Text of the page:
… So the girl said, ‘well I’m from [company]’, so [daughter of the patient] said, ‘well you’ve got no indication on you that you’re from the [company]’. She hadn’t got her tabard on…no ID, and [daughter] said, ‘where’s your apron?’  ‘Oh I don’t wear an apron’.  So [daughter] said, ‘well you should do because every call is different and you’re taking germs from one house to another’…(T3 053 – carer)

The third example from the report concerned ‘those engaged in the delivery of care (who) may find their health and wellbeing adversely affected as they struggle to combine the demands of a difficult low paid job with other care and family responsibilities’.  We would also add shortage of staff here too:

You’ll have occasions like when lunchtime calls, they’ll forget or they just don’t do it, and so my mum sorts her lunch out herself. ( T2 SN010 – carer)

…. they’re always chasing their tails.  It’s a very difficult situation.  (T2 053 – carer)

Lastly, not specifically mentioned in the report but having a number of different carers for people with memory loss or dementia can be frightening and confusing.  This may reflect the rising numbers of older people living at home with dementia and complex health conditions, and a care system which is failing them:

I couldn’t focus on mum because I was focusing on, how can I put it, inducting sort of the new carer that had just come through, you know, number 25, I can’t remember how many we’ve had, but it must be coming up to 25 different carers with this current team since November.  That’s appalling.  That is appalling……… From the first time since she had the stroke probably about 60 different carers….. the stroke happened on the 4th July, discharge was the 7th August.   (T2 052 – carer interviewed in January 2015)


We found that there are major challenges and variations in the services provided post hospital discharge. These cover communication, information, and the quality of services. There were reports of good practice from individual members of staff but there is a need to improve the way that health, social care and care organisations work together at hospital discharge, and a need for services to work in collaboration with the patients and carers particularly those who are vulnerable through memory loss.

As the Commission’s report says ‘delivery of care poses questions about the quality of care as well as of labour standards and the increasing reliance on unpaid care’.  It is important not to lose the focus of the experiences of those receiving the services. Key messages from the SHARED study are that we are seeing service provision through the eyes of the patient and carer.  This contributes to the understanding of the hospital discharge process for people living with memory loss or dementia as well as understanding their insights into the NHS, voluntary and social care services.

We have described how services are received by service users and provided evidence which may differ from a service provider’s perspective. This approach provides helpful information for decision makers at all levels when considering services for those discharged from hospital and returning home. It is also a starting point for planning and improving services, as it gives an overview of the reality of patient and carer experiences. The SHARED study has potential to contribute to more efficient use of resources and to improved health outcomes in communities. Service users are helping us to develop the next steps towards implementing the recommendations.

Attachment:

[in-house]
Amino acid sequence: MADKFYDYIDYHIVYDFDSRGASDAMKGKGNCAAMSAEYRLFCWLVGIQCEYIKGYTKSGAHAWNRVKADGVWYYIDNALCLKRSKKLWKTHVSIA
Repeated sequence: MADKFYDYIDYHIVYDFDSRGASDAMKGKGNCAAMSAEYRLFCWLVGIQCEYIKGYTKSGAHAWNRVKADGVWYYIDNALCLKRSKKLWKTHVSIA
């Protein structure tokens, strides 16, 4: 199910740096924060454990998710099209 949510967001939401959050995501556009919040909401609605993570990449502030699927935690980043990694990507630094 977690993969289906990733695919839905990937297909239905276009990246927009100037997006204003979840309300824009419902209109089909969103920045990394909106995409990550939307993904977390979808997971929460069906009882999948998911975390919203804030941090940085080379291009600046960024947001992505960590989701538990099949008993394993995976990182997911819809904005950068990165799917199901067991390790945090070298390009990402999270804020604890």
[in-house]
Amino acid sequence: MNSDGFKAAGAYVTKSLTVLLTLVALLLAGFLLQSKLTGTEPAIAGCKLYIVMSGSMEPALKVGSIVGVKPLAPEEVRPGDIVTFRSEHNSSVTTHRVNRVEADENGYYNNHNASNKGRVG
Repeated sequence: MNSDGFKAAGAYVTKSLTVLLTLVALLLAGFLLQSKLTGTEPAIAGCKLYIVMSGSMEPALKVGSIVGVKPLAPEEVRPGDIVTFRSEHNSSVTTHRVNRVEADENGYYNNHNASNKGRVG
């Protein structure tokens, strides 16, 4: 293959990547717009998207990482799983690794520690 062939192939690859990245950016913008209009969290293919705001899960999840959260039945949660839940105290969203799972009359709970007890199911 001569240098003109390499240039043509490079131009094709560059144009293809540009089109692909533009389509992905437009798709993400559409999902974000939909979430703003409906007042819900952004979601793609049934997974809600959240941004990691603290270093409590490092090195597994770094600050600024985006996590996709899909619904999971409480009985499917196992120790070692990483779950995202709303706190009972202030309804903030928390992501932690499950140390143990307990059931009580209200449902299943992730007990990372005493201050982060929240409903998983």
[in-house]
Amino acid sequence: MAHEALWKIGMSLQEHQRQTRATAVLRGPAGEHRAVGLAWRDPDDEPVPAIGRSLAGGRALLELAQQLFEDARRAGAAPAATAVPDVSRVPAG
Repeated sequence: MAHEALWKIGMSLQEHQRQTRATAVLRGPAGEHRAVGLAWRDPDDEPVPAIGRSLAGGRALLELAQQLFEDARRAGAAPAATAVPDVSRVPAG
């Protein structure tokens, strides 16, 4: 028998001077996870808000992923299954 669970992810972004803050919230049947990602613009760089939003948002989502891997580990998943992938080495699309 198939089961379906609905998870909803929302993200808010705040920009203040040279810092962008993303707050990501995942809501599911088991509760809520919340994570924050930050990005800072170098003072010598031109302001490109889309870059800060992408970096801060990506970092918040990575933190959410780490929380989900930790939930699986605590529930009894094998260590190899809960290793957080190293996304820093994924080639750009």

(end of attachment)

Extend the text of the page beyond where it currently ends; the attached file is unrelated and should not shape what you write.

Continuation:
We feel it is important to keep the pressure up about the reality of relying on social care and the Commission’s report is contributing to this.

This paper presents independent research funded by the National Institute for Health Research (NIHR) under its Research for Patient Benefit (RfPB) Programme (Grant Reference Number PB-PG-PB-PG-1112-29064). The views expressed are those of the author(s) and not necessarily those of the NHS, the NIHR or the Department of Health.


For further information on the SHARED study please see the following publications:

Mockford C, Seers K, Murray M, Oyebode J, Clarke R, Staniszewska S, Suleman R, Boex S, Diment Y, Grant, R, Leach J, Sharma U (2016) The Development of Service User led Recommendations for Health and Social Care Services on Leaving Hospital with Memory Loss or Dementia – the SHARED study. Health Expectations doi 10.1111/hex.12477.

Mockford C, Murray M, Seers K, Oyebode J, Grant R, Boex S, Staniszewska S, Diment Y, Leach J, Sharma U, Clarke R and Suleman R (2016) A SHARED study – the Benefits and Costs of setting up a Health Research Study involving Lay Co-Researchers and how we overcame the Challenges.  Research Involvement and Engagement 2(8)

Mockford C and Boez S (2016) A study SHARED. INVOLVE Autumn Newsletter

Mockford C. (2015) A review of family carers’ experiences of hospital discharge for people with dementia and the rationale for involving service users in health research. Journal of Healthcare Leadership June 2015: 7: 21-28